Steve Fretzin  [07:00]

Okay, so which which group is more difficult to work with lawyers or accountants? How about that on the spot?

 

Casey Blake  [07:09]

My answers I’m not going to answer. Equally as fantastic. I’ll say that oh, my God. They’re equally fabulous.

 

Steve Fretzin  [07:17]

What a total cop out. Thank you. That’s great. That’s great. All right. Well, listen, we don’t have to go there. I will tell you I’ve worked in both industries. And I think accountants are tougher to work with, I think they are just so slow. I mean, they make lawyers seem fast sometimes. So I know. That’s my take. And I can say it, because, you know, I’m friends with some accountants, and they can appreciate it. So let’s talk about what challenges and we’re in a unique environment right now in the COVID. Era in in. There’s just a crazy time for legal right now. And what are the challenges that law firms have with inefficiency, what in that could be in an operations that could be a marketing and sales and it could be in the financial side? But what types of things are you used to seeing on a regular basis as it relates to inefficiencies within law firms? Margaret?

 

Margaret Burke  [08:07]

Sure, I would the two things that jump out in terms of inefficiency is technology, and financial management. So those are two areas that are critical to running a successful law firm. And what we see happens in the tap into my own experience, probably affirms is, it seems like such a daunting change to upgrade technology, and to also upgrade and make decisions related to financial management, that it doesn’t always happen. Attorneys have very busy people. They’re very busy working with clients and solving problems for other people. And so as a result of that, it’s they don’t always, or they’re not, they don’t believe they can take the time to focus on these two areas, when the time spent on making some decisions will really pay off in the future apart for law firms. Yeah.

 

Steve Fretzin  [09:02]

So technology in in the financial management Casey, what what would you add on top of that?

 

Casey Blake  [09:08]

Yeah, I think my two takeaways or my two things to contribute here is very kind of piggybacking off of what Margaret just said, it’s often one or two attorneys trying to do so many things, right. They’re trying to bring in business, retain great clients and keep their people happy. All of which are like the trifecta of a successful firm, you want your clients, your people to be happy, and you want to keep bringing business in. Absolutely. But that can be ever so challenging to do all those things equally, as well. And so I think where there’s inefficiencies is someone’s trying to wear all of those hats at one time, and we see that across the board and professional services. And so there’s people that can assist with those types of services and how they can be helpful. And I’d also add from a marketing perspective, I think an inefficiency that I noticed sometimes is proper use of a website. So I think there’s sometimes this tendency for certain firms just say, well, it’s not, you know, I just want people to be able to see us and get a picture of us and so on and so forth. But it really can be a driver of new business. And it also, you know, you want to be found, do you want to be found? Well, you want to be found easily with the correct search terms, it’s a really important piece of your external brand. So I think that though there are some firms doing this exceptionally well, their websites are current, and they look great. There are others that are I think, are really missing an opportunity to engage with their audience.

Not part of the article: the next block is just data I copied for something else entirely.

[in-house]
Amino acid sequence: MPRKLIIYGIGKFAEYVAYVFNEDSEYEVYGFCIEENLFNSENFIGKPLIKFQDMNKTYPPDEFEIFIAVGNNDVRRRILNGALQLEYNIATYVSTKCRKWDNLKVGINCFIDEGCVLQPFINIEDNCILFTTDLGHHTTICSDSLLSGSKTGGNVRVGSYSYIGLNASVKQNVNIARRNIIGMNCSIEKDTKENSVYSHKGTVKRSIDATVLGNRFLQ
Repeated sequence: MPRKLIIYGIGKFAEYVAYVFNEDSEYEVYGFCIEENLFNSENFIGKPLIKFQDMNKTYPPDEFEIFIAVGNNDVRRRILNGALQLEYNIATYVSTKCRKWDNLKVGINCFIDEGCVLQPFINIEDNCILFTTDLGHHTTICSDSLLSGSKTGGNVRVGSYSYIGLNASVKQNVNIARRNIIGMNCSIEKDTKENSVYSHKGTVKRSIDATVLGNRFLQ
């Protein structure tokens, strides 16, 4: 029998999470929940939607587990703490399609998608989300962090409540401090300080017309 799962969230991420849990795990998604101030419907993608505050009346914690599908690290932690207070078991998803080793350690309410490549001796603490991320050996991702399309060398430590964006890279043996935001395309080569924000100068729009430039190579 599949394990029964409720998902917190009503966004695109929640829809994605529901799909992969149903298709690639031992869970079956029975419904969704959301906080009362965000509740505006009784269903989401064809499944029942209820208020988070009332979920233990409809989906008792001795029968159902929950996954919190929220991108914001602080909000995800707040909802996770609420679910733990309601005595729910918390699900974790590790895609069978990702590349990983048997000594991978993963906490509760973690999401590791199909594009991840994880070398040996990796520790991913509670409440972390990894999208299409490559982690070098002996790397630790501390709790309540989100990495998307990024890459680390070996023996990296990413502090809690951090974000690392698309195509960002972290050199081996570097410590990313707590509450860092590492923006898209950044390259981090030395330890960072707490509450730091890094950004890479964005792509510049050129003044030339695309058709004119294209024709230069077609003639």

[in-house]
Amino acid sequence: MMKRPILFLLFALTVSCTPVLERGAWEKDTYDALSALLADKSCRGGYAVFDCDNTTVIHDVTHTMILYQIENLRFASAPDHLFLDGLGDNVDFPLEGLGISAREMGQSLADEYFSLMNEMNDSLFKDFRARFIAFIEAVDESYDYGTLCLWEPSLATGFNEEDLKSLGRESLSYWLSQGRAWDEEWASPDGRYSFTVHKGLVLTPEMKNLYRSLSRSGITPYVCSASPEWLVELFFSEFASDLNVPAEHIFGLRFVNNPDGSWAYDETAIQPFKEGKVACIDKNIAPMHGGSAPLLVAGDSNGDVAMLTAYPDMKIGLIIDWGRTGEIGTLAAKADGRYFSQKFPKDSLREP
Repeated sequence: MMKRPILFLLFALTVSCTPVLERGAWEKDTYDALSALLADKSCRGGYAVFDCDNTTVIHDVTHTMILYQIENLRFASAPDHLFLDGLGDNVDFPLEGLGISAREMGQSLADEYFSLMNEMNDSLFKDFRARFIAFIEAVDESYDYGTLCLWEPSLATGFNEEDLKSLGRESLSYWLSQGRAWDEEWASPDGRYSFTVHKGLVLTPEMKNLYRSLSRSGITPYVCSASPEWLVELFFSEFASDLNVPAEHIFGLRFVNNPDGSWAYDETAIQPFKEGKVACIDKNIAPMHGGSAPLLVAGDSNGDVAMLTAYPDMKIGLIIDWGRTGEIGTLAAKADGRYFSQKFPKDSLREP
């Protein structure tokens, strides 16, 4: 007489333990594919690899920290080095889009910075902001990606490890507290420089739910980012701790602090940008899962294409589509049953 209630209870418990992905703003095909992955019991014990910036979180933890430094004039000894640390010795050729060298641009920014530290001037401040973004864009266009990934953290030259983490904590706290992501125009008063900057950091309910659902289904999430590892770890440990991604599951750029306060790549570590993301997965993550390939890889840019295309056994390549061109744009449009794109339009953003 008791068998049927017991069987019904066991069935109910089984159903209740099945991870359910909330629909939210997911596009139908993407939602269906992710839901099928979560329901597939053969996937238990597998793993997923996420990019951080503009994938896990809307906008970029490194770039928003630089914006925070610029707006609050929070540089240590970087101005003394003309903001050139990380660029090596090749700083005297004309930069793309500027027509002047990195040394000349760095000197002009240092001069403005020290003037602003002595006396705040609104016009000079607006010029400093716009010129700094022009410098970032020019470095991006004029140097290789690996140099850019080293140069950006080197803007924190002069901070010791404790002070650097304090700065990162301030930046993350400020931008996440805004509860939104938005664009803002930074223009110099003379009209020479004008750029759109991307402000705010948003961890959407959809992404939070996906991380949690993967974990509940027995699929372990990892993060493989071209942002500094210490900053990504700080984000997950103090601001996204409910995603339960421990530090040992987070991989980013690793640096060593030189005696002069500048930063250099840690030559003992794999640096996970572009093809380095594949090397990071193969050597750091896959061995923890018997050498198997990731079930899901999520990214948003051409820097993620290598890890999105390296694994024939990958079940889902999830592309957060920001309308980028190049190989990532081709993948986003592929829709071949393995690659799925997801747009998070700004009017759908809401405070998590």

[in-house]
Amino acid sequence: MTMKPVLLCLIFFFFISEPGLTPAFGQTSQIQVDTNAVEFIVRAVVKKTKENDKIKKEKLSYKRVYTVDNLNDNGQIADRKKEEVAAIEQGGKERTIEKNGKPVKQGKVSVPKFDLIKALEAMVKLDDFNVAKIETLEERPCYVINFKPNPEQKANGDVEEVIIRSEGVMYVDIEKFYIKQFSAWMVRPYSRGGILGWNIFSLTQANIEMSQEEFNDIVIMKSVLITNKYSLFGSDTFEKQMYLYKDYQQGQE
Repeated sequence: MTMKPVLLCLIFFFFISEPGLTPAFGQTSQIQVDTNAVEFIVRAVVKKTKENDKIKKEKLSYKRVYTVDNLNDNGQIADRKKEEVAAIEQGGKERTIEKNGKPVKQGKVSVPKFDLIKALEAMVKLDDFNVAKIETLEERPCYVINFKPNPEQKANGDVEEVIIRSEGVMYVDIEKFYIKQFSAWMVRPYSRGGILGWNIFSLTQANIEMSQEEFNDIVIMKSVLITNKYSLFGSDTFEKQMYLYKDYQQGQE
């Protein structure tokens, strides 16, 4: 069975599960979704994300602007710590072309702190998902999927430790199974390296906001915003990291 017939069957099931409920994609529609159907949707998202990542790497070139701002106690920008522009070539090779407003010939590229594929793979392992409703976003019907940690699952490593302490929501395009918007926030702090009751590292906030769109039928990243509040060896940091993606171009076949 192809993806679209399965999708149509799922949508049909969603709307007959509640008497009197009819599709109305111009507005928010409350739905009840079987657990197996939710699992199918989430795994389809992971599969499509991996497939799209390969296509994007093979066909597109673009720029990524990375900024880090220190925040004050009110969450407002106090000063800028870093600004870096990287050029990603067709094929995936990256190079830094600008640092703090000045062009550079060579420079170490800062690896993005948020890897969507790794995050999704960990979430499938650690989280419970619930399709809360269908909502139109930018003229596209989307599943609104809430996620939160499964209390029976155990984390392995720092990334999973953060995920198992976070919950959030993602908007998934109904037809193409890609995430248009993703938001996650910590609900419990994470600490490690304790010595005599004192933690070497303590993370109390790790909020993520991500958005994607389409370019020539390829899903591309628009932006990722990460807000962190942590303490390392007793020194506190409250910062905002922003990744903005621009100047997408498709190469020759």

Margaret Burke  [10:29]

Yeah, and by the way, in case you just said something so important, we hear a lot, Steve, I’m sure you’ll probably shake your head. Many firms will say to you, we don’t get visits from our law firm from our website. That’s not our clientele. However, Clio actually had a really great report out recently, and study and they share that more than like, 85 to 80%. I’m coming from memory now. So I hope that’s correct that number, but it’s a high percent of anyone considering working with a law firm, they go to their website, and they judge within three seconds. And even if you don’t get business through your website, anyone considering working with you is looking at your website. So Casey’s point is so important.

 

Steve Fretzin  [11:16]